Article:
Revision Tips For Matric Exams

With your finals looming on the horizon, you should probably be thinking about revising your work. But it can be difficult, so here are some revision tips for all you Matrics out there.

Everyone is different, and that means that there’s no magical study method or revision method that works for everyone. However, there are plenty of techniques, tips, tricks and hacks out there. The trick is finding one that works for you.

That said, here are a couple of tips and tricks for you to try that could push you from a B to an A, or a C to a B, and so on.

Notes don’t have to be pretty

Revision is supposed to be a quick process, refreshing you on the work you’ve done throughout the year. As such, the notes you revise from do not need to be works of art; keep it simple and you’ll save time.

Use your study leave wisely

I know, I know. But it’s true: when you’ve got a week off between exams, it’s easy to put the revision off and just chill. Resist the temptation! Get up early (say 8:00 AM or earlier) and start working as early in the day as possible.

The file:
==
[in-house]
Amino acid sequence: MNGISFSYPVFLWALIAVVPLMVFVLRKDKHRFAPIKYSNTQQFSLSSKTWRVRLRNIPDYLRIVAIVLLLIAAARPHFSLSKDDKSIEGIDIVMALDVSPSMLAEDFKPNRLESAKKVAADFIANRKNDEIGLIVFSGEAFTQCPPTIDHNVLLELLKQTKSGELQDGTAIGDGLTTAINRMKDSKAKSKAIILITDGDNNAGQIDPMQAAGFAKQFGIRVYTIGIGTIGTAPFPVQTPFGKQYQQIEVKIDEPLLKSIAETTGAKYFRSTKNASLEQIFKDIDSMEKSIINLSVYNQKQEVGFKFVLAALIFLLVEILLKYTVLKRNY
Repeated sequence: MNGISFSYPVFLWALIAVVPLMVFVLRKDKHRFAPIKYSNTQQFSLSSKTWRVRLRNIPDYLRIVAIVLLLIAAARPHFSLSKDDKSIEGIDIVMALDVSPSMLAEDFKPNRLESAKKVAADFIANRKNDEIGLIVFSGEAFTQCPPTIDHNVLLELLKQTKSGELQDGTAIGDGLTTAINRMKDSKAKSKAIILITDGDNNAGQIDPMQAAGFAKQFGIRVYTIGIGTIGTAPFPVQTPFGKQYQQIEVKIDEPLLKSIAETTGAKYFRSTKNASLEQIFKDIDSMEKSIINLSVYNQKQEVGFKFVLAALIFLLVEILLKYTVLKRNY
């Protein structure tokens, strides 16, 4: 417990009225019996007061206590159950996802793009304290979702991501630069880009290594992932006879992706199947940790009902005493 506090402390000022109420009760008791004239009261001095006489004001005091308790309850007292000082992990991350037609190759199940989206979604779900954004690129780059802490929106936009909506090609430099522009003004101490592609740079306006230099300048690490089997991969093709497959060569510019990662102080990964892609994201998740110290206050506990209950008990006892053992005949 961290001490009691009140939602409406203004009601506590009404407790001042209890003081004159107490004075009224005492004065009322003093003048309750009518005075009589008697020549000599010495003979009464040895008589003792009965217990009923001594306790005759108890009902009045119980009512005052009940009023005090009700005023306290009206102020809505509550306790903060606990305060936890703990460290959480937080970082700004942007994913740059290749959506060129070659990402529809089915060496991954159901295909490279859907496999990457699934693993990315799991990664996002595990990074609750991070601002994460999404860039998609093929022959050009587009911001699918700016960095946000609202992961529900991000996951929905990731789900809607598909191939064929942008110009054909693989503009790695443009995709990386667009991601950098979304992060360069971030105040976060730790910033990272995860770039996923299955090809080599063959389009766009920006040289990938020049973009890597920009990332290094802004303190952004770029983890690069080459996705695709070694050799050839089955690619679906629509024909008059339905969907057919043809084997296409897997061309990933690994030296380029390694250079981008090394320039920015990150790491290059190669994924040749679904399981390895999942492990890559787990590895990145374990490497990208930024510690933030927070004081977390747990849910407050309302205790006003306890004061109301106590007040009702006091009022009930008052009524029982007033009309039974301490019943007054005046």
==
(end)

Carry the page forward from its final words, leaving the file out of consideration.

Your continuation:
Revise in short bursts

Our brains are silly things; sometimes, it can difficult to stay focused on one thing for a long period of time. The best way to get around this is to revise in sessions of 45 minutes each, separated by 15 minute breaks.

Use your breaks wisely

Just because you’re taking breaks doesn’t mean you should just sit yourself down in front of the TV and veg out for 15 minutes. Take the time to stretch your legs, get yourself a cup of tea, a glass of juice, whatever. Get some fresh air and try to avoid watching TV or playing video games.

Form a Revision Group

Teaming up with friends can be a great way to revise. Working with others allows you to test one another and check your progress. Maybe one of your friends is great at Maths but sucks ass at History – share your knowledge! Team ups are always fun: just ask the Avengers, the Defenders, the Justice League, the X-Men, etc, etc.